Coronavirus battle: England women’s team captain Heather Knight among sportspersons on frontline
Not just doctors, this COVID-19 outbreak has necessitated the deployment of an unprecedented number of health personnel in the form of nurses and voluntary caregivers across the world. While most major sport events have been cancelled or postponed, not all athletes are recuperating in their homes.
Take the captain of England women’s cricket team, Heather Knight for example, who has signed up to be a National Health Service (NHS) volunteer to counter the COVID-19 pandemic. “I signed up to the NHS’s volunteer scheme as I have a lot of free time on my hands and I want to help as much as I can,” Knight wrote in her column for the BBC. “My brother and his partner are doctors, and I have a few friends who work in the NHS, so I know how hard they are working and how difficult it is for everyone.”
Kim Daybell, a British Paralympic table tennis player who completed his medical degree in 2018, too is on the frontline as an NHS doctor. “I was coming to the end of my F1 year and due to be finishing to train full-time,” the 27-year-old told paralympic.org. “But they asked if I would come on a full-time rota, which I have started doing this week. I’m finishing surgery and will be a medical SHO (senior house officer) managing COVID patients.”
Four-time Olympic ice hockey gold medallist Hayley Wickenheiser, in the final year of medical school after retiring in 2017, is now a permanent fixture at Toronto’s emergency rooms. Two-time 400m hurdles champion Jana Pittman, who recently qualified as a doctor, took to Instagram a week back and asked Australians to maintain social distancing as she does her bit at hospitals. Here’s looking at a few other athletes trying to make a difference during this difficult time.
A qualified nurse in Perth, Australia’s hockey goalkeeper Rachael Lynch has had a long career dealing with neuro-rehabilitation, strokes and multiple sclerosis at the Fiona Stanley Hospital. But now she has been redeployed in the fight against the COVID-19 pandemic. Instead of returning to her Melbourne home, the 2019 FIH Goalkeeper of the Year stayed back in Perth to assist the afflicted. “We had the opportunity to go home from the program and be with our families, but when I found out Tokyo was moved to 2021, honestly, all I was thinking about was trying to get into the hospital. I applied to work at the COVID-19 assessment centre and increase my hours from one to three days per week,” Lynch was quoted as saying by olympics.com.au.
By 26, Dutch goalkeeping ace Joyce Sombroek had ticked all the relevant boxes in hockey. The FIH Hockey Stars Women’s Goalkeeper of the Year in 2014 and 2015, Sombroek was part of the Netherlands team that won the European championship in 2011, the 2012 Olympics in London, a world champion in 2014 and a silver medal in the 2016 Olympics in Rio. After the Rio Games, Sombroek completed her medical studies and is now working in Aalsmeer, a town located 13 km south-west of Amsterdam, where she is currently checking suspected patients while wearing a protective suit. And if all goes well, Sombroek should be at Tokyo next year as a doctor at the ‘TeamNL Tokyo Center’.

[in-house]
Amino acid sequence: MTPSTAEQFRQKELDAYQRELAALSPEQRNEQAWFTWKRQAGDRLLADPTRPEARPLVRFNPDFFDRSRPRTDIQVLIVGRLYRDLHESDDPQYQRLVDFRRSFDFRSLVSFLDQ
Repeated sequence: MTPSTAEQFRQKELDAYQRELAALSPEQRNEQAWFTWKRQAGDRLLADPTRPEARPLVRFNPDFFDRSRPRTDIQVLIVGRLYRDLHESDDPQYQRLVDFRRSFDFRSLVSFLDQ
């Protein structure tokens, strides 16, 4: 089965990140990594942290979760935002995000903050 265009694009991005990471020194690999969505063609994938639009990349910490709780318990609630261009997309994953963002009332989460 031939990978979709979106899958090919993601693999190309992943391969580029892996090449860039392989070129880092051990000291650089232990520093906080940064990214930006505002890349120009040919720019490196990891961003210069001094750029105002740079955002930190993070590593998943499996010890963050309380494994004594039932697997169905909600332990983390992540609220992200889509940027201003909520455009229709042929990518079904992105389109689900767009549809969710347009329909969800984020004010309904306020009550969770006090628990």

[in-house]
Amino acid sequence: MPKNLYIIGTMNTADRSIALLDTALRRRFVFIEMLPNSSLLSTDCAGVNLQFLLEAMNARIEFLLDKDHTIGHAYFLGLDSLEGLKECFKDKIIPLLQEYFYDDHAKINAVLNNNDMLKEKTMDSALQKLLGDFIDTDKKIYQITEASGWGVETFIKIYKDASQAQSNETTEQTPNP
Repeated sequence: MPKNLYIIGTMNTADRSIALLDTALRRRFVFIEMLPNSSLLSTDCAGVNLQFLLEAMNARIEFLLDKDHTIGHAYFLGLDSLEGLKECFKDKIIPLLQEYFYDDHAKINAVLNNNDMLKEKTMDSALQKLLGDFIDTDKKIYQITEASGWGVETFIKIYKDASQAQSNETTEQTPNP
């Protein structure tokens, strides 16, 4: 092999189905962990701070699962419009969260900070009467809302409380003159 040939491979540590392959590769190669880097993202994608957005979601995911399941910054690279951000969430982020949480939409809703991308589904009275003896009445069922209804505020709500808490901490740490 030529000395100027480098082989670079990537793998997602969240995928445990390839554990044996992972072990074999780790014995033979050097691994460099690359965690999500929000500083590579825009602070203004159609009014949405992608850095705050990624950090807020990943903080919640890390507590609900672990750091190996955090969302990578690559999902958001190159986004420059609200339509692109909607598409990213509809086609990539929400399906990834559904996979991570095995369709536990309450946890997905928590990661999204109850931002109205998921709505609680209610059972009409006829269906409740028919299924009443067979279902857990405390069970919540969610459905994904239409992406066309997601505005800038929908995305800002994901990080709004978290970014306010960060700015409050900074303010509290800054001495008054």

When she is not wearing the judogi, Argentina’s reigning Olympic judo champion (48kg) Paula Pareto works as an orthopaedic doctor at the San Isidro Hospital, just north of Buenos Aires. After spending two weeks in self-isolation for participating in the Yekaterinburg Grand Slam, Pareto returned to duty as part of the health team working on the frontline and in the face of the outbreak. She quoted Winston Churchill in her post on the day she returned to work: “We are the masters of our fate. The task which has been set us is not above our strength; that its pangs and toils are not beyond our endurance. As long as we have faith in our cause and an unconquerable willpower, victory will be within our grasp.”
Australian sprint kayaker Jo Brigden-Jones competed at the 2012 London Olympics but missed out on the next Games in Rio. However, she utilised that time to kickstart a career as a paramedic for New South Wales Ambulances. She again made the cut for the Tokyo Olympics and was instructed to reach the Gold Coast for training. But the postponement meant she is now working full time as a paramedic.
Scottish curling champion Vicky Wright was all set to compete at the World Curling Championships in Canada, when it was cancelled because of the outbreak. The tournament was set to be a turning point of her curling career after Wright had turned to the sport full-time last July in a bid to qualify for the 2022 Winter Olympics in Beijing. For now though, the 26-year-old has returned to being a nurse at the Forth Valley Royal Hospital near Falkirk. She told British Curling: “Both the NHS and British Curling enabled me to do one shift a week throughout this season. It was something I really enjoyed and I didn’t want to lose my skills and it was good to have something else other than just curling, it really kept me grounded.”